Policies for Creating and Sharing on Scratch
By the MIT Scratch Team
This week, there have been some questions about intellectual property policies in the Scratch website. All of us on the Scratch Team love to see creativity and innovation in our community, as young people share, collaborate, and build on the ideas of others. At the same time, we want to respect people and organizations who want to limit the use of their images, music, and other content on the Scratch website, consistent with copyright law. We’re writing this blog post to clarify our stance on intellectual property and copyright within the Scratch community.
We developed the Scratch programming language and community to encourage young people to create and share personally meaningful projects with images, sounds, music, and other multimedia elements. All projects shared on Scratch are automatically covered by the Creative Commons Attribution-ShareAlike 2.0 license. That means that everyone in the Scratch community can make use of the code, images, and sounds in other projects on the site, as long as they give credit to the original author. We decided on this approach because we believe that sharing and collaboration enhance learning and creativity for everyone in the community.
While all images and sounds created within Scratch are free to be copied and reused, issues sometimes arise when Scratch members import copyrighted images, music, and other content created by people outside of the Scratch website. We hope that the owners of this content will appreciate that Scratch, as a not-for-profit educational project, supports children’s learning and creativity — so it is appropriate to use copyrighted content in Scratch projects in some circumstances, under the Fair Use doctrine of copyright law. However, we also recognize that there can be reasons, in some instances, for limiting the use of copyrighted content on the Scratch site.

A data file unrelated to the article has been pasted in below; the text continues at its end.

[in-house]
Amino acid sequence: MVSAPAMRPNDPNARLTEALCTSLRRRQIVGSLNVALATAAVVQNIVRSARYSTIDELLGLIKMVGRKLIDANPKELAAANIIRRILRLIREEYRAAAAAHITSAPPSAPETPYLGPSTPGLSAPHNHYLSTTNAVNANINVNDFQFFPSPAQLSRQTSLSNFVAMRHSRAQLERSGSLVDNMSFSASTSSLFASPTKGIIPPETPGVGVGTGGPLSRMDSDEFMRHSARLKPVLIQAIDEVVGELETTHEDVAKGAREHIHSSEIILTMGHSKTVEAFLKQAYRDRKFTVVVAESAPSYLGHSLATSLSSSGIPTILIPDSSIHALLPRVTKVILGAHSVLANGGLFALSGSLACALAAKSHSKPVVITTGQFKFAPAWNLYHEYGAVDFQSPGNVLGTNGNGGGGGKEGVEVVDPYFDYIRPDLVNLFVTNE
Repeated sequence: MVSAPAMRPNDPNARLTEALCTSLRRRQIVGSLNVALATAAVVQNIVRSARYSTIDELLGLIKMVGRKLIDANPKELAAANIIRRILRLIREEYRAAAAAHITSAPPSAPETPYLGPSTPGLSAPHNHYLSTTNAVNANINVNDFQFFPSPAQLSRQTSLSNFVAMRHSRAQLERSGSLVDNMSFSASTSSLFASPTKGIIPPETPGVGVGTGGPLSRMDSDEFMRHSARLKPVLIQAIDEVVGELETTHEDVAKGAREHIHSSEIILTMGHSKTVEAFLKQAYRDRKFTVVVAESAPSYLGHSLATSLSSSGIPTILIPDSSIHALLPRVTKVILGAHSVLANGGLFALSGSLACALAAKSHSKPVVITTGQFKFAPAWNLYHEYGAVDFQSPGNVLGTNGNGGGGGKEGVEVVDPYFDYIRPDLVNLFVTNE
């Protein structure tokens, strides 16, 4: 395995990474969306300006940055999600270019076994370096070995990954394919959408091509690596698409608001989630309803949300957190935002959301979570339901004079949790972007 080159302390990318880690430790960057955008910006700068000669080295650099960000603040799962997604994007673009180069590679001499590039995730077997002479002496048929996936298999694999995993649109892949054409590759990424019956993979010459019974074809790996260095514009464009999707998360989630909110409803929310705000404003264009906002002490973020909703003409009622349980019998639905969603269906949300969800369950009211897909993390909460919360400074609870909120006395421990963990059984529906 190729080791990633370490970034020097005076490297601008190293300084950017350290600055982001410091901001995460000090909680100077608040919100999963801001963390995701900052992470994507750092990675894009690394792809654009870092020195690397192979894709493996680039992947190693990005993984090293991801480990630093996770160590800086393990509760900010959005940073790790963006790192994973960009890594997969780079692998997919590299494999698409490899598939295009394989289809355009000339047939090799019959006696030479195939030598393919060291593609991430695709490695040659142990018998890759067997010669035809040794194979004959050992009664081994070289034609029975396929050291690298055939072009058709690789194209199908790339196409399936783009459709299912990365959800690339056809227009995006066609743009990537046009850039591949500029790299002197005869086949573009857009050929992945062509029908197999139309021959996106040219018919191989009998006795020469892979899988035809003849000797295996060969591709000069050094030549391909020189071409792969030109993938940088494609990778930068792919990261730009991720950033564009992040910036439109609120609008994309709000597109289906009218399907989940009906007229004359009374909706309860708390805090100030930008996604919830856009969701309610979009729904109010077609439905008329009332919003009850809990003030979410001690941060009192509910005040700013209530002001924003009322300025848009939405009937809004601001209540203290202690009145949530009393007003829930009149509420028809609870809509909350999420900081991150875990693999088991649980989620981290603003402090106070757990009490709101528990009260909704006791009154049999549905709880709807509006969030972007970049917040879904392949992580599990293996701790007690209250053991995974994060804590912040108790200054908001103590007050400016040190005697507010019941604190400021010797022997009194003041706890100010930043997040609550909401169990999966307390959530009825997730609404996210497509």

When we receive a notification from a person or organization that doesn’t want their copyrighted content used in a particular Scratch project, we follow a process outlined in the Digital Millennium Copyright Act (Section 512 of the US Copyright Act). So, if you believe that your work has been copied in a way that constitutes copyright infringement, please follow the process described on the Scratch DMCA page. We will review your claim and promptly respond — including, if appropriate, by taking down the project in question.
There are now more than 12.5 million projects shared on the Scratch website, with 20,000 additional projects shared every day. We’re amazed by the diversity and creativity of the projects, ranging from animated dance contests to interactive newspapers to virtual tours of imaginary worlds. As Scratch community members continue to share and build on one another’s work, we can’t wait to see what they come up with next.